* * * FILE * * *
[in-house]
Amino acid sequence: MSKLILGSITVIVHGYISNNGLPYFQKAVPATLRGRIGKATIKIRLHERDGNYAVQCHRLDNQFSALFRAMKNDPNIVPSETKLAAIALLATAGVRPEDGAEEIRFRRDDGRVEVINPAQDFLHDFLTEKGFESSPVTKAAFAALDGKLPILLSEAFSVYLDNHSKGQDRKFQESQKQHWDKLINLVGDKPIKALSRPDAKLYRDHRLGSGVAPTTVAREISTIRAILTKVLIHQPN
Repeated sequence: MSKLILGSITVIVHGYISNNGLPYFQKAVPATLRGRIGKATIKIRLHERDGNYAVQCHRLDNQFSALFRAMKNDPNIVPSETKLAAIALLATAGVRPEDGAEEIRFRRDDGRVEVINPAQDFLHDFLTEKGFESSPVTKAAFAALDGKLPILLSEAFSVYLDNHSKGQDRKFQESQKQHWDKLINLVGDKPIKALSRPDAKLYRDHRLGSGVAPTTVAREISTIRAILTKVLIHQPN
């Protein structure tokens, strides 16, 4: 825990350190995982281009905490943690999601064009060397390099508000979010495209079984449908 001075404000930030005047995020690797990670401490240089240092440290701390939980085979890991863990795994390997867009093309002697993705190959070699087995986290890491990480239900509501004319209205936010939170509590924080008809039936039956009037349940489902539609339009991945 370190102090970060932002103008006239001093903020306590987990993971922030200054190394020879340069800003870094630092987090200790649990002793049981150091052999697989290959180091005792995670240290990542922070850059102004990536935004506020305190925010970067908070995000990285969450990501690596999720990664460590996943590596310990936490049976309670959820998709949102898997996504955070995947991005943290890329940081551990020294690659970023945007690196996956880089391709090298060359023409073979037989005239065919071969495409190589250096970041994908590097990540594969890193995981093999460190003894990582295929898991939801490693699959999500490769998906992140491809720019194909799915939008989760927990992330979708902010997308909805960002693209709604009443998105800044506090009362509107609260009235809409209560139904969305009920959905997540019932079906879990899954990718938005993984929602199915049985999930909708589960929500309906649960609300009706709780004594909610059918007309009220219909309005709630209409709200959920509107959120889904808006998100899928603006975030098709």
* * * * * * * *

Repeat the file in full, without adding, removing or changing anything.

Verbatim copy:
[in-house]
Amino acid sequence: MSKLILGSITVIVHGYISNNGLPYFQKAVPATLRGRIGKATIKIRLHERDGNYAVQCHRLDNQFSALFRAMKNDPNIVPSETKLAAIALLATAGVRPEDGAEEIRFRRDDGRVEVINPAQDFLHDFLTEKGFESSPVTKAAFAALDGKLPILLSEAFSVYLDNHSKGQDRKFQESQKQHWDKLINLVGDKPIKALSRPDAKLYRDHRLGSGVAPTTVAREISTIRAILTKVLIHQPN
Repeated sequence: MSKLILGSITVIVHGYISNNGLPYFQKAVPATLRGRIGKATIKIRLHERDGNYAVQCHRLDNQFSALFRAMKNDPNIVPSETKLAAIALLATAGVRPEDGAEEIRFRRDDGRVEVINPAQDFLHDFLTEKGFESSPVTKAAFAALDGKLPILLSEAFSVYLDNHSKGQDRKFQESQKQHWDKLINLVGDKPIKALSRPDAKLYRDHRLGSGVAPTTVAREISTIRAILTKVLIHQPN
């Protein structure tokens, strides 16, 4: 825990350190995982281009905490943690999601064009060397390099508000979010495209079984449908 001075404000930030005047995020690797990670401490240089240092440290701390939980085979890991863990795994390997867009093309002697993705190959070699087995986290890491990480239900509501004319209205936010939170509590924080008809039936039956009037349940489902539609339009991945 370190102090970060932002103008006239001093903020306590987990993971922030200054190394020879340069800003870094630092987090200790649990002793049981150091052999697989290959180091005792995670240290990542922070850059102004990536935004506020305190925010970067908070995000990285969450990501690596999720990664460590996943590596310990936490049976309670959820998709949102898997996504955070995947991005943290890329940081551990020294690659970023945007690196996956880089391709090298060359023409073979037989005239065919071969495409190589250096970041994908590097990540594969890193995981093999460190003894990582295929898991939801490693699959999500490769998906992140491809720019194909799915939008989760927990992330979708902010997308909805960002693209709604009443998105800044506090009362509107609260009235809409209560139904969305009920959905997540019932079906879990899954990718938005993984929602199915049985999930909708589960929500309906649960609300009706709780004594909610059918007309009220219909309005709630209409709200959920509107959120889904808006998100899928603006975030098709």